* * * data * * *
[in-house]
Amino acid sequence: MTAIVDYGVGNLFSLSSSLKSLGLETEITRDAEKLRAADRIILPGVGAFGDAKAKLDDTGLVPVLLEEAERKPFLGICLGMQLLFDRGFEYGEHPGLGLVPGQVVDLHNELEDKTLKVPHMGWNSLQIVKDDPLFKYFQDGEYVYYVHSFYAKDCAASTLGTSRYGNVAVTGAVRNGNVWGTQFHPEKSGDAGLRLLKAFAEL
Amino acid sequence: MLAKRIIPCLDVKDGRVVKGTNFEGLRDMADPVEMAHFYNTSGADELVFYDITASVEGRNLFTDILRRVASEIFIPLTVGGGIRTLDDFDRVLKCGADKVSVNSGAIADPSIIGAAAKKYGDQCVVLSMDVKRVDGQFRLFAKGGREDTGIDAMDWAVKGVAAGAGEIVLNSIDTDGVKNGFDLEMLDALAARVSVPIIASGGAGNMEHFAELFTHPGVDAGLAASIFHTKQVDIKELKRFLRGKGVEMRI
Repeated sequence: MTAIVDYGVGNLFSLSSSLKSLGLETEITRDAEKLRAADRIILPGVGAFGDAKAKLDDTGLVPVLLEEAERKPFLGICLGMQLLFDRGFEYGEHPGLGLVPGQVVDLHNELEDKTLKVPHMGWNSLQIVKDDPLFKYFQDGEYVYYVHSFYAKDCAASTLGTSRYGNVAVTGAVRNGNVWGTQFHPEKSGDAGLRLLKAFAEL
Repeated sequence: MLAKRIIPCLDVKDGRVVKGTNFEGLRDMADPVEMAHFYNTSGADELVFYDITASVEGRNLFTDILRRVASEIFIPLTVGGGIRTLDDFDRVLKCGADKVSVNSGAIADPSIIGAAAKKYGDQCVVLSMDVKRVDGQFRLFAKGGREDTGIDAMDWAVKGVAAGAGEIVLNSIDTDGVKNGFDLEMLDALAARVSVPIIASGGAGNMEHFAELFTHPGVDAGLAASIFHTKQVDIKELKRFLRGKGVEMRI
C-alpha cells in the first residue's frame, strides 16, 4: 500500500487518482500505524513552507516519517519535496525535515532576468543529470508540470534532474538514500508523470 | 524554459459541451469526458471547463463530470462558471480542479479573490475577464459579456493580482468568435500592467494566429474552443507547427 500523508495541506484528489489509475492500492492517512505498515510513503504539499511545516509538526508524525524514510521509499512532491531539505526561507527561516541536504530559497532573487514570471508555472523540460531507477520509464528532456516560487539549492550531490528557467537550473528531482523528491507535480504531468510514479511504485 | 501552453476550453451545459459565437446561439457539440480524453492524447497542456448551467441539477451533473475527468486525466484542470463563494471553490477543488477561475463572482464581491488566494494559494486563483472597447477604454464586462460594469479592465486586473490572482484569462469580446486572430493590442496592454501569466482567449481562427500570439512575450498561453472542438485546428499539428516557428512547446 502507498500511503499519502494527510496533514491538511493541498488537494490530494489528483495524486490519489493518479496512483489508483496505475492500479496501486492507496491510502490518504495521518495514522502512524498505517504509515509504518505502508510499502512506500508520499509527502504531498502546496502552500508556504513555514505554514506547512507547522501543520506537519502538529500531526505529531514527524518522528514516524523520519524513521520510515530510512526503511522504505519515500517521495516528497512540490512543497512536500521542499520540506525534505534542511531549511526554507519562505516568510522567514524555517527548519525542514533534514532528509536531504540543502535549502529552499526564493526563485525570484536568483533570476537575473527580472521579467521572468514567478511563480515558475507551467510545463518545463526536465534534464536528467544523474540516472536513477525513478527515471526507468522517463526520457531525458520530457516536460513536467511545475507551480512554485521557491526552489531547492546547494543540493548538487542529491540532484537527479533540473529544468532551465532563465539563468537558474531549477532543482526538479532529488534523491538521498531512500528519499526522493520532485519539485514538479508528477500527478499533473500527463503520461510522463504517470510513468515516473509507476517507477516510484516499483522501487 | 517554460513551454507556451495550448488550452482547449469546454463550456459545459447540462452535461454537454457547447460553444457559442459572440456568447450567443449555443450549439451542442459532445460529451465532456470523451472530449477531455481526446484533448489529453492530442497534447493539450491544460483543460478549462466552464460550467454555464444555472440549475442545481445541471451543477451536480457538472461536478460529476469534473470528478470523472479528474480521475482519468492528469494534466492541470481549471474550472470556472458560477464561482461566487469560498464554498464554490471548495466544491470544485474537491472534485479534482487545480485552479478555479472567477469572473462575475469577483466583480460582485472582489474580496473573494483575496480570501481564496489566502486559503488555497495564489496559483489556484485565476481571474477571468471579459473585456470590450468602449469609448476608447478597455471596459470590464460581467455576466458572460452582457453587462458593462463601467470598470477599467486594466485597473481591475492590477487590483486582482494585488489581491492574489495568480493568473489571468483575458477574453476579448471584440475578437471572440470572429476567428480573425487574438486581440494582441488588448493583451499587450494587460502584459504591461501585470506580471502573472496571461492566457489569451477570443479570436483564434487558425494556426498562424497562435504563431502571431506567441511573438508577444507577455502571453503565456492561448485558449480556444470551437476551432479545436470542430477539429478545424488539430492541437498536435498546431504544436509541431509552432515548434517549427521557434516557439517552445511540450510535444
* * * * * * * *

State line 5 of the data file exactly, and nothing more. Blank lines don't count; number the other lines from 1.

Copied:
Repeated sequence: MLAKRIIPCLDVKDGRVVKGTNFEGLRDMADPVEMAHFYNTSGADELVFYDITASVEGRNLFTDILRRVASEIFIPLTVGGGIRTLDDFDRVLKCGADKVSVNSGAIADPSIIGAAAKKYGDQCVVLSMDVKRVDGQFRLFAKGGREDTGIDAMDWAVKGVAAGAGEIVLNSIDTDGVKNGFDLEMLDALAARVSVPIIASGGAGNMEHFAELFTHPGVDAGLAASIFHTKQVDIKELKRFLRGKGVEMRI